(Bloomberg) -- President Donald Trump said he’s authorized releasing oil from the Strategic Petroleum Reserve following the attacks on Saudi Arabia on Saturday, which sent Brent crude oil prices skyrocketing as much as 19%.In tweets, the president said the amount of oil released would be determined “sufficient to keep the markets well-supplied.”Trump’s comment follows one from the Department of Energy on Saturday, that the U.S. Is ready to “offset any disruptions to oil markets” after the Saudi facilities were attacked.The 630-million-barrel SPR, the world’s largest supply of emergency crude, was set up after the Arab oil embargo in the 1970s. It was last tapped in 2011 in response to Libyan supply disruptions.Trump also took the opportunity of the attacks on Saudi Arabia to push for speedier approval of oil pipelines. Unlike an SPR release, that action would have no immediate impact on prices or the availability of supplies.In the tweet, Trump said he’d asked agencies “to expedite approvals of the oil pipelines currently in the permitting process in Texas and various other states.”To contact the reporters on this story: Matthew G. Miller in New York at firstname.lastname@example.org;Ros Krasny in Washington at email@example.comTo contact the editor responsible for this story: James Ludden at firstname.lastname@example.orgFor more articles like this, please visit us at bloomberg.com©2019 Bloomberg L.P.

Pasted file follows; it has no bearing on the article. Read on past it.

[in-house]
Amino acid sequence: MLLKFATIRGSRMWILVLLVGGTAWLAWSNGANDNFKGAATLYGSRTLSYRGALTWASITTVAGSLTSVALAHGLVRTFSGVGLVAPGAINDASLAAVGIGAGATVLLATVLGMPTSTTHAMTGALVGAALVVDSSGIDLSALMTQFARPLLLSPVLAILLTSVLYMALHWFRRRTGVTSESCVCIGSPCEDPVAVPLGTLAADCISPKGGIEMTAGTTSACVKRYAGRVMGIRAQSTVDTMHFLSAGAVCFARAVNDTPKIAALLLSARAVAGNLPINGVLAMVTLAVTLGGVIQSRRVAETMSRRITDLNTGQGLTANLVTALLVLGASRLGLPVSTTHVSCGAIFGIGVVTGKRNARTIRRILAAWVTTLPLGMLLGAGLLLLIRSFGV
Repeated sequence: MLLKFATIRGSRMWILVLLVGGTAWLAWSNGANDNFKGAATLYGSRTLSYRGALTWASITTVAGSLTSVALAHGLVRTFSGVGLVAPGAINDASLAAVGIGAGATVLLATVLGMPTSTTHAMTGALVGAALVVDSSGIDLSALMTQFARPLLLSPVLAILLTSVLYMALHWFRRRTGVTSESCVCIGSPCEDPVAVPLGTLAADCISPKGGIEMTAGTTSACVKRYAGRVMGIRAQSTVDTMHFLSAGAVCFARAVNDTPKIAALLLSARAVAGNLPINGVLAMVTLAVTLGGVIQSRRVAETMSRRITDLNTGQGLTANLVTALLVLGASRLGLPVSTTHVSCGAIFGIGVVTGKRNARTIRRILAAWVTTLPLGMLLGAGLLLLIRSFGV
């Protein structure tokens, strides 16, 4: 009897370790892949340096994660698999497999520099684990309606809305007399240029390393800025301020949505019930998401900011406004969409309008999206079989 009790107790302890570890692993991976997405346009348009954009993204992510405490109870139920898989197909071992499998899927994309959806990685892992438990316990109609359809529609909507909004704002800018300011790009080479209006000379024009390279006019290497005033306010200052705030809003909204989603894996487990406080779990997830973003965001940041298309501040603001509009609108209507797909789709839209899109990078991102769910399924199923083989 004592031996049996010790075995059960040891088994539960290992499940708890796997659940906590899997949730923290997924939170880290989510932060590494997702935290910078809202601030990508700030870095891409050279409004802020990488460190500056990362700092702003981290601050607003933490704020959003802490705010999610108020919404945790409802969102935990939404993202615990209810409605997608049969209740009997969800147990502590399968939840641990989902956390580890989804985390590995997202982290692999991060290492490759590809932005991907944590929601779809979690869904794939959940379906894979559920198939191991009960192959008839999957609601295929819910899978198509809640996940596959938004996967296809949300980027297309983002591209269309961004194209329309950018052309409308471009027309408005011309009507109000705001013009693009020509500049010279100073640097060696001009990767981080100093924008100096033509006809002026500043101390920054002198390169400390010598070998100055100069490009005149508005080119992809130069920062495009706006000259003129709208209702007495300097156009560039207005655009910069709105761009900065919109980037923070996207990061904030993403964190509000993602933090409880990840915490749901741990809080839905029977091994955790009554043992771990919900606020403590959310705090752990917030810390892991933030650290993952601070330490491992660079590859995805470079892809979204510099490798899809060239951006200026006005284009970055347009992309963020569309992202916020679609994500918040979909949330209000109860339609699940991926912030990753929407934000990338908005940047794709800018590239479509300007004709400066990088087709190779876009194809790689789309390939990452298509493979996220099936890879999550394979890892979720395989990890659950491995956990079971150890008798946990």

(Bloomberg) -- Saudi Arabia’s oil production was cut by half after a swarm of explosive drones struck at the heart of the kingdom’s energy industry and set the world’s biggest crude-processing plant ablaze -- an attack blamed on Iran by the top U.S. diplomat.Iran-backed Houthi rebels in Yemen, who’ve launched several drone attacks on Saudi targets in the past, claimed responsibility for the assault on the kingdom’s Abqaiq plant.U.S. Secretary of State Michael Pompeo said in a tweet there’s no evidence the attacks came from Yemen and blamed Iran directly, but didn’t offer evidence for that conclusion either. President Donald Trump spoke with Saudi Crown Prince Mohammed Bin Salman by telephone but hasn’t commented directly. Dow Jones reported that Saudi and U.S. officials are investigating the possibility that cruise missiles were launched from Iraq, which is much closer than Yemen.About 5.7 million barrels per day of output has been suspended, Saudi Aramco said in a statement. “Work is underway to restore production and a progress update will be provided in around 48 hours,” said Amin H. Nasser, Aramco’s president and chief executive officer.That’s affected about half of Saudi Arabia’s oil production. Gas output was also disrupted, with 2 billion cubic feet in daily output, about half of normal production, stopped by the attack, SPA news agency said, citing the kingdom’s Energy Minister Abdulaziz bin Salman. Operations in Abqaiq and Khurais are halted for now.“Abqaiq is the heart of the system and they just had a heart attack,” said Roger Diwan, a veteran OPEC watcher at consultant IHS Markit.The biggest attack on Saudi Arabia’s oil infrastructure since Iraq’s Saddam Hussein fired Scud missiles into the kingdom during the first Gulf War, the drone strike highlights the vulnerability of the network of fields, pipeline and ports that supply 10% of the world’s crude oil. A prolonged outage at Abqaiq, where crude from several of the country’s largest oil fields is processed before being shipped to export terminals, would jolt global energy markets.“For the oil market, if not the global economy, Abqaiq is the single most valuable piece of real estate on planet earth,” Bob McNally, head of Rapid Energy Group in Washington.Aramco is working to compensate clients for some of the shortfall from its reserves. Emergency crews have contained the fires, Aramco said.Trump expressed support for the kingdom’s self-defense during a phone call with Saudi’s Bin Salman after the attack, the White House said.Saudi Aramco, which pumped about 9.8 million barrels a day in August, will be able to keep customers supplied for several weeks by drawing on a global storage network. The Saudis hold millions of barrels in tanks in the kingdom itself, plus three strategic locations around the world: Rotterdam in the Netherlands, Okinawa in Japan, and Sidi Kerir on the Mediterranean coast of Egypt.The U.S. Department of Energy said it’s prepared to dip into the Strategic Petroleum Oil Reserves if necessary to offset any market disruption.The International Energy Agency, responsible for managing the oil reserves of the world’s industrialized economies, said it was monitoring the situation, but the world was well-supplied with commercial stockpiles.Facilities at Abqaiq and the nearby Khurais oil field were hit at 4 a.m. local time, SPA reported.A satellite picture from a NASA near real-time imaging system published early on Saturday showed a huge smoke plume extending more than 50 miles over Abqaiq. Four additional plumes to the south-west appear close to the Ghawar oilfield, the world’s largest. While that field wasn’t attacked, its crude is sent to Abqaiq and the smoke could indicate flaring. When a facility stops suddenly, excess oil and natural gas is safely burned in large flaring stacks.The attacks were carried out with 10 unmanned aerial vehicles -- drones -- and came after intelligence cooperation from people inside Saudi Arabia, Yemen’s rebel-run Saba news agency reported, citing Houthi spokesman Yahya Saree.“Our upcoming operations will expand and would be more painful as long as the Saudi regime continues its aggression and blockade” on Yemen, he said.Saudi Arabia’s oil fields and pipeline have been the target of attacks over the past year, often using drones, with the incidents mostly claimed by Yemeni rebels. Tensions in the Persian Gulf -- pitting Saudi Arabia and its allies, including the United Arab Emirates, against regional foe Iran -- have highlighted the risk to global oil supply.Saturday’s attack is the largest and most sophisticated yet. The Houthi forces have used small and medium-sized unmanned aerial vehicles in various roles, according to a United Nations report. Some are loaded with munitions for use as “kamikaze drones” with a range of up to 1,500 kilometers (932 miles).Yemen’s Houthi rebels have been battling a Saudi-led coalition since 2015, when mainly Gulf forces intervened to restore the rule of President Abd Rabbuh Mansur Hadi and his government after the Houthis captured the capital, Sana’a. The conflict has killed thousands of people and caused one of the world’s worst humanitarian crises.Red LinesIn recent months, Iran has become increasingly aggressive, regionally and over the issue of oil, attacking and hijacking tankers especially near the Straits of Hormuz. Yet they’ve seemed careful about crossing perceived “red lines” as they protest U.S. sanctions against their own oil.At the same time, the Trump administration’s own impulses have seemed to vary: Trump has warned Iran against escalation, yet pulled back on a planned retaliatory attack, and fell out with his former National Security Adviser John Bolton, in part because of Bolton’s militancy against Iran.The attacks come as Aramco, officially known as Saudi Arabian Oil Co., is speeding up preparations for an initial public offering. The energy giant has selected banks for the share sale and may list as soon as November, people familiar with the matter have said.Khurais is the location of Saudi Arabia’s second-biggest oil field, with a production capacity of 1.45 million barrels a day.Abqaiq has a crude oil processing capacity of more than 7 million barrels a day, according to the U.S. Energy Information Administration.(Updates with Aramco CEO’s comments on output in fourth paragraph.)\--With assistance from Nour Al Ali, Mohammed Hatem, Nadeem Hamid, Zainab Fattah, Sebastian Tong, Maria Jose Valero and Serene Cheong.To contact the reporters on this story: Nayla Razzouk in Dubai at email@example.com;Javier Blas in London at firstname.lastname@example.orgTo contact the editors responsible for this story: Nayla Razzouk at email@example.com, Ros Krasny, James LuddenFor more articles like this, please visit us at bloomberg.com©2019 Bloomberg L.P.